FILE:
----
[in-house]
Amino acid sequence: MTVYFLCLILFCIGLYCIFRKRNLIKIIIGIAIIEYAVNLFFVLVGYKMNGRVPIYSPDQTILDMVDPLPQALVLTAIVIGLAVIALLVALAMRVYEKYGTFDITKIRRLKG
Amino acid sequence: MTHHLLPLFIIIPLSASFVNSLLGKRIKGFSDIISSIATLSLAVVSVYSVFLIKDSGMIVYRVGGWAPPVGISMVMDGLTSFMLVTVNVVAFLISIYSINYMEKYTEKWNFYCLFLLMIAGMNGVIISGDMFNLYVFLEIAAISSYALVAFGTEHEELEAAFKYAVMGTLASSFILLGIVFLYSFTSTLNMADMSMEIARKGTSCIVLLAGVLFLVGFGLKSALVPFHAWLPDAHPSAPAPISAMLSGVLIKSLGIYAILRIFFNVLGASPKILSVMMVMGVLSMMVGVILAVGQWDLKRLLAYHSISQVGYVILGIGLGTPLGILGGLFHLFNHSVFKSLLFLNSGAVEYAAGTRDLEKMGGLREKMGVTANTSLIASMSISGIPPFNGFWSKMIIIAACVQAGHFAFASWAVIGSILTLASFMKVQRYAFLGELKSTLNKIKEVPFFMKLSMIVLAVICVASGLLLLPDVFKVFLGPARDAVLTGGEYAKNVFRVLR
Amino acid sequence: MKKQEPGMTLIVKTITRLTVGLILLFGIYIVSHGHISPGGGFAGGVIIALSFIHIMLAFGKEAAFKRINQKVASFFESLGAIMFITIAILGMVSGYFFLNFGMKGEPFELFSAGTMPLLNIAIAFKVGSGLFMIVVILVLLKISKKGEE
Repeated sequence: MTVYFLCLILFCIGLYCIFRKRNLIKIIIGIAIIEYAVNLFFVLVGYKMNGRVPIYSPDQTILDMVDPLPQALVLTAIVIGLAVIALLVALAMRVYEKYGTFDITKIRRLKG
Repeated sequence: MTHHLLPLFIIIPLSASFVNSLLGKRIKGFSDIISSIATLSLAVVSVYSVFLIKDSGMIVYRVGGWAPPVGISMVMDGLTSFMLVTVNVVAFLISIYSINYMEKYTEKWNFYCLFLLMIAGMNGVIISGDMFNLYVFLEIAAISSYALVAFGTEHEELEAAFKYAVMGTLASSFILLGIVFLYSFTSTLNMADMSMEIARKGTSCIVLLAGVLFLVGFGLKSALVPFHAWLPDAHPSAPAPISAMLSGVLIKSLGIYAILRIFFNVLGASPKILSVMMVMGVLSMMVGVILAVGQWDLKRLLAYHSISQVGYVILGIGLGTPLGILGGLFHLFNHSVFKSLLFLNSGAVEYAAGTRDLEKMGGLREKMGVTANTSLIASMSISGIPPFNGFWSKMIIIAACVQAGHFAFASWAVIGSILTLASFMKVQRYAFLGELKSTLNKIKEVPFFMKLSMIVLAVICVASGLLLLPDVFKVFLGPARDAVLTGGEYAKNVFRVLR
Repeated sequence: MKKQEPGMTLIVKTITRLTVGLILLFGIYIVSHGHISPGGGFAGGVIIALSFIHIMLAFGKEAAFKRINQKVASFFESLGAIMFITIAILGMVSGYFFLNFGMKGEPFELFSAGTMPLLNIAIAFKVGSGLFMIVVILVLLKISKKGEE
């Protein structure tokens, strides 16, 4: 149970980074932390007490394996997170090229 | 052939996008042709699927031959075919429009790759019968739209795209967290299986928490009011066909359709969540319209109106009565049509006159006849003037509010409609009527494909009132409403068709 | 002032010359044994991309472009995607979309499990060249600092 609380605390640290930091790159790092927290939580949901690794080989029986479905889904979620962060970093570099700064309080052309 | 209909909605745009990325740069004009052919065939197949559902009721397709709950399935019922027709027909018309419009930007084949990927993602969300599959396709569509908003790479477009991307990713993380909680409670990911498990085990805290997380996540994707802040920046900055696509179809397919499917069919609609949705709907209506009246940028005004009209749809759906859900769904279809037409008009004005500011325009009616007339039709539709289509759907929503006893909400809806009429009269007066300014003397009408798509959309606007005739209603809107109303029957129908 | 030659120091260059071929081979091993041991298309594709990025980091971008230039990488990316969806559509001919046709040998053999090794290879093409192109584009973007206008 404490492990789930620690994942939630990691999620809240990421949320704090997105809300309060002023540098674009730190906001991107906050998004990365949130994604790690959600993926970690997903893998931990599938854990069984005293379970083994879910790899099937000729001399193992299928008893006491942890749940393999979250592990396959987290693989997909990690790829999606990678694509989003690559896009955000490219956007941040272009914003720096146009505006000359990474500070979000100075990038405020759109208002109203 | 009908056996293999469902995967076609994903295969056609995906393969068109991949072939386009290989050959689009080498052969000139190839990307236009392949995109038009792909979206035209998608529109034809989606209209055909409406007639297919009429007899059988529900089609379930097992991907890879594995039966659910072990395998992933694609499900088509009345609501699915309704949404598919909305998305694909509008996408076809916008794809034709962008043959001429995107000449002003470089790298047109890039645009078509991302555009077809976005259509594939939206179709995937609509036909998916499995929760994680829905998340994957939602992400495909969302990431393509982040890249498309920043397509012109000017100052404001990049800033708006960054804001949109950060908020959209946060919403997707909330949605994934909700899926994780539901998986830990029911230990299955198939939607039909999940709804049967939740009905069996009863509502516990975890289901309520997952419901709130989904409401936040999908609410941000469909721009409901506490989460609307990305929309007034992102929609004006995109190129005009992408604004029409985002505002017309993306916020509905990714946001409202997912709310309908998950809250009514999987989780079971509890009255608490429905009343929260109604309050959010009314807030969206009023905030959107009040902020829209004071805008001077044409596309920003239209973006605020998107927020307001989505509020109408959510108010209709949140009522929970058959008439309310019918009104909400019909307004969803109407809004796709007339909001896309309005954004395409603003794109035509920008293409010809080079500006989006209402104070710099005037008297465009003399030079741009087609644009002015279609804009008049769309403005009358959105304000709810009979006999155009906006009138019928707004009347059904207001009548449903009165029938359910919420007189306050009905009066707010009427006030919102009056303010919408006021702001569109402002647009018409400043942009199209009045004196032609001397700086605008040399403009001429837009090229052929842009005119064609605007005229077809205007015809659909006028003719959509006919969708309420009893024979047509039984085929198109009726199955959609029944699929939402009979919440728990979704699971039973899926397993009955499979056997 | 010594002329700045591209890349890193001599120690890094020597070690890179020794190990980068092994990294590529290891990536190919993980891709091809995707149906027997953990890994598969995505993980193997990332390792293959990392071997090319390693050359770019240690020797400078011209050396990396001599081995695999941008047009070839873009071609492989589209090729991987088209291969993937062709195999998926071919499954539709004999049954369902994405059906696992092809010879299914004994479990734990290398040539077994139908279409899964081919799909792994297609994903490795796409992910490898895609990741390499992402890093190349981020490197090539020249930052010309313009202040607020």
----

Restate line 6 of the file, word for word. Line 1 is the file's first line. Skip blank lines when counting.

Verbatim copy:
Repeated sequence: MTHHLLPLFIIIPLSASFVNSLLGKRIKGFSDIISSIATLSLAVVSVYSVFLIKDSGMIVYRVGGWAPPVGISMVMDGLTSFMLVTVNVVAFLISIYSINYMEKYTEKWNFYCLFLLMIAGMNGVIISGDMFNLYVFLEIAAISSYALVAFGTEHEELEAAFKYAVMGTLASSFILLGIVFLYSFTSTLNMADMSMEIARKGTSCIVLLAGVLFLVGFGLKSALVPFHAWLPDAHPSAPAPISAMLSGVLIKSLGIYAILRIFFNVLGASPKILSVMMVMGVLSMMVGVILAVGQWDLKRLLAYHSISQVGYVILGIGLGTPLGILGGLFHLFNHSVFKSLLFLNSGAVEYAAGTRDLEKMGGLREKMGVTANTSLIASMSISGIPPFNGFWSKMIIIAACVQAGHFAFASWAVIGSILTLASFMKVQRYAFLGELKSTLNKIKEVPFFMKLSMIVLAVICVASGLLLLPDVFKVFLGPARDAVLTGGEYAKNVFRVLR